> of possible selections goes down to zero today.  You can't even get a CPU 
> that 
> works without a binary blob.  If you replace your BIOS with Coreboot, you get 
> all those blobs inside Coreboot.  Coreboot sees the situation just as I do: 
> critical:

The first sentence on this page is

|While we aim for a 100% free boot process, recent developments (and
|general unwillingness by some hardware companies to provide
|specifications) make it hard to achieve.

That's very different from the position that you seem to take here,
which is that we should not aim to avoid proprietary blobs.

And according to that page, you may be able to boot a recent AMD board
without blobs.

> Since people stopped trusting hardware, there are now some more efforts under 
> the way to make free hardware happen, where all and everything, including the 
> hardware description is licensed like free software.  That's the way to go.  
> Buying proprietary hardware and complaining about the binary firmware blob is 
> simply hypocrisy, it's like complaining that the butter on the non-free bread 
> is also non-free, with the argument that the bread is hard and the butter is 
> soft.  If you want to be absolutely free, don't buy proprietary hardware.  If 
> your hardware vendor spent the money to store the firmware on flash (it still 
> can be updated that way!), instead of uploading a blob every time you boot, 
> what did you gain in freedom?  Yes: exactly nothing.

Then the hardware manufacturer then incurred a cost and (in a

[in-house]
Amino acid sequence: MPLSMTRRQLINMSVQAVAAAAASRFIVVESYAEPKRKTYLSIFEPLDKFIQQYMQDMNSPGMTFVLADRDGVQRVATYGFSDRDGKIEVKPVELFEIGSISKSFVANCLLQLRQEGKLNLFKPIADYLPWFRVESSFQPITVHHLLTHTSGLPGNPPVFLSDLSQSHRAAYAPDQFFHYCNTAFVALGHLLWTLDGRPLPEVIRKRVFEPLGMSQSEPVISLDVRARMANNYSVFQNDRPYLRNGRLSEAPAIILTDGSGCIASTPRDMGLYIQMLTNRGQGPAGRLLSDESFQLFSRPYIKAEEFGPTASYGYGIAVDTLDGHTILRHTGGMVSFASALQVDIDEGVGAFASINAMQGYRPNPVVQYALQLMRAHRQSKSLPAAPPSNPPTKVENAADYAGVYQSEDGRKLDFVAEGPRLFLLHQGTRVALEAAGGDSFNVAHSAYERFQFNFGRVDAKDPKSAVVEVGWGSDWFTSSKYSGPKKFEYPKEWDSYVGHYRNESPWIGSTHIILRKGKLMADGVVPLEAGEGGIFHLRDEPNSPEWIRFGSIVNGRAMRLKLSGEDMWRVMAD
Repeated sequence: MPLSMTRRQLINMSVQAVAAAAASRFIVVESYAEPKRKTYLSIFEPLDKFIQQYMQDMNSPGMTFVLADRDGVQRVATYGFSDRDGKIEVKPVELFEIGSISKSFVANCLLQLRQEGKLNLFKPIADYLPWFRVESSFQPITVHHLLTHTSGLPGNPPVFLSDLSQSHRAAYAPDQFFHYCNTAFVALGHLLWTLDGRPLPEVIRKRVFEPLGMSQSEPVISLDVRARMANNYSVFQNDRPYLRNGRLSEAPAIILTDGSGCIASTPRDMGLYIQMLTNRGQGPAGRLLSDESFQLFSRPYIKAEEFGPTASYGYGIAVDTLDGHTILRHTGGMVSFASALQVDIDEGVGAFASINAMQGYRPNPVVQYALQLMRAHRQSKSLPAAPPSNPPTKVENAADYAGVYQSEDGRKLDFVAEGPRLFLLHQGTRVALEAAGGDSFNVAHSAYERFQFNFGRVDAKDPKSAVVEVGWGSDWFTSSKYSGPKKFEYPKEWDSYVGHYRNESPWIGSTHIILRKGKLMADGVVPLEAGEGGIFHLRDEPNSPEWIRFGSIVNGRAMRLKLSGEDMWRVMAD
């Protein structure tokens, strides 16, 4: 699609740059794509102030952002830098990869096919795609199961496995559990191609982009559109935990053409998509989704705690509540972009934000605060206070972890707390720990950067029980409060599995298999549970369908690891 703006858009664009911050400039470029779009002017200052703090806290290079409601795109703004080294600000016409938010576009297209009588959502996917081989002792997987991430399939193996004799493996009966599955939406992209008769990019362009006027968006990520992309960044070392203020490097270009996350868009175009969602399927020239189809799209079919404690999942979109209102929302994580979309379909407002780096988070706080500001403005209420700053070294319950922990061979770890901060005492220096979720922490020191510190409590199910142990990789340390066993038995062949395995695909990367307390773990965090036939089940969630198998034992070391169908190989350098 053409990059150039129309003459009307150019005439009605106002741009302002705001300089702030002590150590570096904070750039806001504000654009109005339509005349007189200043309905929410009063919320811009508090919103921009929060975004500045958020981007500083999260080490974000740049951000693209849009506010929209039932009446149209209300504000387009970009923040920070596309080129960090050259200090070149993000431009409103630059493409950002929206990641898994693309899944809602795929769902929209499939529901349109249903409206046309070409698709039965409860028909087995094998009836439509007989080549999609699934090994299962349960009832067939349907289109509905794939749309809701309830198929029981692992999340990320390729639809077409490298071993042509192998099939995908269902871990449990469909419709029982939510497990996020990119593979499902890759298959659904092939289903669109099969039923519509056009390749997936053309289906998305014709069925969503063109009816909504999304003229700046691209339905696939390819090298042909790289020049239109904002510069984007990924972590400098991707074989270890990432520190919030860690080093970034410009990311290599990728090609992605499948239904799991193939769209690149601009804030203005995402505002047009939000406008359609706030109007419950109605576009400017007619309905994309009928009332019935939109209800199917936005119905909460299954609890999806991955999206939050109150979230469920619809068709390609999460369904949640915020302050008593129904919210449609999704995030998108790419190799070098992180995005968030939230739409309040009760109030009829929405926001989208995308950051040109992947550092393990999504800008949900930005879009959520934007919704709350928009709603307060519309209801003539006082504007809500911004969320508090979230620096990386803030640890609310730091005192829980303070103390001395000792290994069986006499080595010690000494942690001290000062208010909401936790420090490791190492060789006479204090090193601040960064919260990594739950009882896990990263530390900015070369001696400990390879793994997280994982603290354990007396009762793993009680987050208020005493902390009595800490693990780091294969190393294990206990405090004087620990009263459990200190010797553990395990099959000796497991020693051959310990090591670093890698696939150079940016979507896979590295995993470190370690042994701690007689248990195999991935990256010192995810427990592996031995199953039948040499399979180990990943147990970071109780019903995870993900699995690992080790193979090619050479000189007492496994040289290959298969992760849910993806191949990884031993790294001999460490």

competetive market) reduced its profit by using proprietary firmware.

Also, things are done in software that are not done in firmware.
Software not ready for prime time?  Ship the hardware anyway, we will
update the software later, maybe automatically.  Now that our
proprietary software phones home, what else can we do with it ...

> Since the development of ReRAM is making good progress, it's likely that non-
> volatile memory for all these devices will be available cheaply soon, so you 
> might have a working system without blobs soon.  But the stuff is still 
> there, 
> the firmware blobs are still inside the devices.  I don't see how that 
> improves the situation at all.  You get a black box, and you need some magic 
> incantation to start it, or you get a black box and the magic incantation is 
> inside (still software, not in a ROM).  It's still a black box.

Sure, free firmware and free hardware would be great.  But even if we
don't have that, that's no reason to ignore proprietary software blobs
when it comes to declaring an OS "100% free software".

And while the difference between software (dealt with by the OS) and
firmware (stored on the peripheral) may appear negligible to hardware
people like you, from a practical point of view it's a big difference:
In general you cannot even tell for sure if a peripheral has firmware
(and what it consists of), while the software blob is something the OS
has to deal with explicitly.

Anyway, for the original poster: This is more of a philosophical
discussion.  If you find a 100% free distribution that works
satisfactorily with your hardware, good for you, otherwise just use a
distribution like Debian, Fedora or OpenSuse that includes proprietary
blobs, and be aware of the issue (and look at the recommendations)
when you buy new hardware.

- anton